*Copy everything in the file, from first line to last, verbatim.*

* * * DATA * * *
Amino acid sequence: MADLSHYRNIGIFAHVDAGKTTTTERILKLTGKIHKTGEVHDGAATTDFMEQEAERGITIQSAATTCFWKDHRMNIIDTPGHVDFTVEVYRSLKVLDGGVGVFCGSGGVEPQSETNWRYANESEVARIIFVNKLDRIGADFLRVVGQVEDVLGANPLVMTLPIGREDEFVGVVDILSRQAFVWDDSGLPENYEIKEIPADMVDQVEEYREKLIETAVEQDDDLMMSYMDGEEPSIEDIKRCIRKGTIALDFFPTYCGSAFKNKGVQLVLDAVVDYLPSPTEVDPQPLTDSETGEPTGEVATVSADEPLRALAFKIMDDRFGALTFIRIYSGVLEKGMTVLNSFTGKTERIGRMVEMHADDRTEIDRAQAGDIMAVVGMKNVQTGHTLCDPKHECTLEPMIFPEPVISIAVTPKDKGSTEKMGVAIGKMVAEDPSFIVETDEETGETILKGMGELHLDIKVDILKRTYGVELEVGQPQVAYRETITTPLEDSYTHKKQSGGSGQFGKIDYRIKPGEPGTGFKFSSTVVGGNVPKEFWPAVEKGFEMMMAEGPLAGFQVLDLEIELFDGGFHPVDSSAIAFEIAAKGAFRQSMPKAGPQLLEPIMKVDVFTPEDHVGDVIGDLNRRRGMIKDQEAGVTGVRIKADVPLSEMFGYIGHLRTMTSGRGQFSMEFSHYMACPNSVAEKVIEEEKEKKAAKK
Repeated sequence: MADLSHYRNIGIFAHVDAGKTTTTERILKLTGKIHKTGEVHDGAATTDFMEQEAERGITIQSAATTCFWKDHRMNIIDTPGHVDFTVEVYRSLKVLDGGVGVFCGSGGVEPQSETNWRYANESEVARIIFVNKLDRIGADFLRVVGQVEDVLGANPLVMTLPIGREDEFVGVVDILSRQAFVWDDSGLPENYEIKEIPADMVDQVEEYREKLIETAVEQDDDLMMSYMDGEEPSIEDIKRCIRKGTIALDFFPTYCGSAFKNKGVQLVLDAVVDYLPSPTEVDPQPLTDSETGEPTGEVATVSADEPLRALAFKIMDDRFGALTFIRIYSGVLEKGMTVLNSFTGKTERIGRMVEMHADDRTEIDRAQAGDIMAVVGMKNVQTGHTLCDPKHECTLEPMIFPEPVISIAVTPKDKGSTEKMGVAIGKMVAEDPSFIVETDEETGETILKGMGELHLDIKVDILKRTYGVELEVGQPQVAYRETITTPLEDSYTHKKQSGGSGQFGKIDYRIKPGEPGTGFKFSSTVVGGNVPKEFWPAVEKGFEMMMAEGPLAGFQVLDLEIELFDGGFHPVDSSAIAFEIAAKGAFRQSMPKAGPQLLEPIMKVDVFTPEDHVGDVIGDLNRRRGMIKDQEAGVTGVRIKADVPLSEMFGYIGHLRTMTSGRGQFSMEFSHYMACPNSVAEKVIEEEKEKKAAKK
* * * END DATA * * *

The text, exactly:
Amino acid sequence: MADLSHYRNIGIFAHVDAGKTTTTERILKLTGKIHKTGEVHDGAATTDFMEQEAERGITIQSAATTCFWKDHRMNIIDTPGHVDFTVEVYRSLKVLDGGVGVFCGSGGVEPQSETNWRYANESEVARIIFVNKLDRIGADFLRVVGQVEDVLGANPLVMTLPIGREDEFVGVVDILSRQAFVWDDSGLPENYEIKEIPADMVDQVEEYREKLIETAVEQDDDLMMSYMDGEEPSIEDIKRCIRKGTIALDFFPTYCGSAFKNKGVQLVLDAVVDYLPSPTEVDPQPLTDSETGEPTGEVATVSADEPLRALAFKIMDDRFGALTFIRIYSGVLEKGMTVLNSFTGKTERIGRMVEMHADDRTEIDRAQAGDIMAVVGMKNVQTGHTLCDPKHECTLEPMIFPEPVISIAVTPKDKGSTEKMGVAIGKMVAEDPSFIVETDEETGETILKGMGELHLDIKVDILKRTYGVELEVGQPQVAYRETITTPLEDSYTHKKQSGGSGQFGKIDYRIKPGEPGTGFKFSSTVVGGNVPKEFWPAVEKGFEMMMAEGPLAGFQVLDLEIELFDGGFHPVDSSAIAFEIAAKGAFRQSMPKAGPQLLEPIMKVDVFTPEDHVGDVIGDLNRRRGMIKDQEAGVTGVRIKADVPLSEMFGYIGHLRTMTSGRGQFSMEFSHYMACPNSVAEKVIEEEKEKKAAKK
Repeated sequence: MADLSHYRNIGIFAHVDAGKTTTTERILKLTGKIHKTGEVHDGAATTDFMEQEAERGITIQSAATTCFWKDHRMNIIDTPGHVDFTVEVYRSLKVLDGGVGVFCGSGGVEPQSETNWRYANESEVARIIFVNKLDRIGADFLRVVGQVEDVLGANPLVMTLPIGREDEFVGVVDILSRQAFVWDDSGLPENYEIKEIPADMVDQVEEYREKLIETAVEQDDDLMMSYMDGEEPSIEDIKRCIRKGTIALDFFPTYCGSAFKNKGVQLVLDAVVDYLPSPTEVDPQPLTDSETGEPTGEVATVSADEPLRALAFKIMDDRFGALTFIRIYSGVLEKGMTVLNSFTGKTERIGRMVEMHADDRTEIDRAQAGDIMAVVGMKNVQTGHTLCDPKHECTLEPMIFPEPVISIAVTPKDKGSTEKMGVAIGKMVAEDPSFIVETDEETGETILKGMGELHLDIKVDILKRTYGVELEVGQPQVAYRETITTPLEDSYTHKKQSGGSGQFGKIDYRIKPGEPGTGFKFSSTVVGGNVPKEFWPAVEKGFEMMMAEGPLAGFQVLDLEIELFDGGFHPVDSSAIAFEIAAKGAFRQSMPKAGPQLLEPIMKVDVFTPEDHVGDVIGDLNRRRGMIKDQEAGVTGVRIKADVPLSEMFGYIGHLRTMTSGRGQFSMEFSHYMACPNSVAEKVIEEEKEKKAAKK